Features 2


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  • http://www.shirky.com/weblog/2009/03/newspapers-and-thinking-the-unthinkable/
  • Paywalls 4.3 to 1.3 marketshare -- murdoch
  • philanthropists would have to drop $88 billion into the nonprofit news sector to create an endowment large enough to support $4.4 billion in annual expenses by news organizations. Given the $307.7 billion given to charity in 2008, Mutter writes, that’s a tall order.
  • pulitzer
  • The Times has considered three types of pay strategies. One option was a more traditional pay wall along the lines of The Wall Street Journal, in which some parts of the site are free and some subscription-only. For example, editors and business-side executives discussed a premium version of Andrew Ross Sorkin'sDealBook section. Another option was the metered system. The third choice, an NPR-style membership model, was abandoned last fall, two sources explained. The thinking was that it would be too expensive and cumbersome to maintain because subscribers would have to receive privileges (think WNYC tote bags and travel mugs, access to Times events and seminars).
  • NewsdayValley Morning Star
  • 94, 109, 32 31Bit.ly/creativeinternethttp://www.nytimes.com/interactive/2009/03/30/business/economy/2009-economy-words.htmlhttp://www.nytimes.com/interactive/2010/01/22/nyregion/sugarhill.htmlhttp://www.nytimes.com/interactive/us/faces-of-the-dead.htmlhttp://projects.nytimes.com/crime/homicides/map
  • Comment,Open Source ReportingCitizenbloghouseStand alone citizen-journalism site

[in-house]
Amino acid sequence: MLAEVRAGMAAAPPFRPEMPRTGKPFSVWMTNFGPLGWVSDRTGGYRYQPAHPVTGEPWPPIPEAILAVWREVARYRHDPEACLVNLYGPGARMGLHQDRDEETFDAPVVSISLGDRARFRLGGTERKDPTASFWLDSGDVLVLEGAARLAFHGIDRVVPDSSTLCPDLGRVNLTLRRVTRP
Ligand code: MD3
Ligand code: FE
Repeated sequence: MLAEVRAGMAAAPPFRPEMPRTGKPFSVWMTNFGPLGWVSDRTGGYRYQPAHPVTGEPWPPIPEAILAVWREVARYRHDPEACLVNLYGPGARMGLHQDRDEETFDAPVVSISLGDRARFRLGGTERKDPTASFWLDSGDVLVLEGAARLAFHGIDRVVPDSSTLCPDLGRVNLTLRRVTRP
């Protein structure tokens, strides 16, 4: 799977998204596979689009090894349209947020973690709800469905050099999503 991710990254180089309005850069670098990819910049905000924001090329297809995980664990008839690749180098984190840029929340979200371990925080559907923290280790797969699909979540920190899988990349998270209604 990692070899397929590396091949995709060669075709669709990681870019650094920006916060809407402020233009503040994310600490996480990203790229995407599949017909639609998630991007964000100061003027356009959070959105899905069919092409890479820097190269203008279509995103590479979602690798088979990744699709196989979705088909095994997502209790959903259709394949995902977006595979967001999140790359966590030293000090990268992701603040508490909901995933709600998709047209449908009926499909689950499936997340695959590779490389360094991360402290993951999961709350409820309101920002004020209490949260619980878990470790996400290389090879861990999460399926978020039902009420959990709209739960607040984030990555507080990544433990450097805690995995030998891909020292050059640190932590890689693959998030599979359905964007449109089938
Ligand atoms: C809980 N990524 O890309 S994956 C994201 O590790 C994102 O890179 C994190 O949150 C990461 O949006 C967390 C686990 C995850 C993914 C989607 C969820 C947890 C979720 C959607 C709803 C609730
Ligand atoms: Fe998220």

• Features 2

    1. 1. First,a few scary numbers
    2. 2. • Daily papers cut their newsrooms by 11%, or 6,000 full- time workers, in 2008, the biggest one year drop since 1978.• Newspaper publishers reduced newsroom staff by another 5,200 jobs in 2009, for a total reduction in daily newsroom staffing of more than 25%• Retail, classified, and national ads have traditionally accounted for 80% of newspaper revenues, with subscriptions and newsstand sales making up most of the rest• Total advertising revenue at daily newspapers plunged from $49.4 billion in 2005 to $27.6 billion in 2009—a 44% decrease.
    3. 3. Society doesn’t need newspapers.What we need is journalism. For acentury, the imperatives tostrengthen journalism and tostrengthen newspapers have beenso tightly wound as to beindistinguishable. That’s been afine accident to have, but whenthat accident stops, as it isstopping before our eyes, we’regoing to need lots of other waysto strengthen journalism instead.-Clay ShirkyPhoto by CS Muncy
    4. 4. Business models
    5. 5. Cut the print versions
    6. 6. Online Only news• 65% of the cost is printing and distribution• Click and banner spending is on decline• Freelancers (back-back journalism)• Citizen journalism great for breaking news
    7. 7. Tablets
    8. 8. Could tablets work?What’s the downside?
    9. 9. 30%
    10. 10. Nonprofit
    11. 11. What are the strengthsOf the nonprofit business model?What are the weaknesses?
    12. 12. Hyperlocalization
    13. 13. 40% of all online adspending is local,up from 30%just a year earlier.
    14. 14. What are the strengthsOf the localized business model?What are the weaknesses?
    15. 15. PaywallsGiuseppe Bognanni
    16. 16. The New York Times hasadded more than 40,000new digital subscriberssince June, with 324,000readers in total nowpaying for online access tothe newspaper.
    17. 17. Micropayments
    18. 18. Traffic is upNewspaper sites saw a 21% boost in traffic —as well as strong performance in unique visitorsand time spent — during September, accordingto the Newspaper Association of America.
    19. 19. Top Journalism Blogshttp://journalismdegree.org/2009/top-50-journalism-blogs/
    20. 20. Stylistic changes
    21. 21. Backpack Journalism Photo by: cigckgc
    22. 22. Multimedia Journalism
    23. 23. Citizen Journalism
    24. 24. Types of Citizen Journalism• Comment,• Open Source Reporting• Citizen bloghouse• Stand alone citizen-journalism site
    25. 25. “I think it’s just an incredibly interesting and exciting time forjournalism. Sometimes I worry that’s not communicated very clearly tocollege students, that sometimes there’s a little too much doom andgloom that is conveyed by people in the industry. I feel like it’s a goldenage of journalism. There are so many possibilities and there are somany things you can do. “ – Gabriel Dance.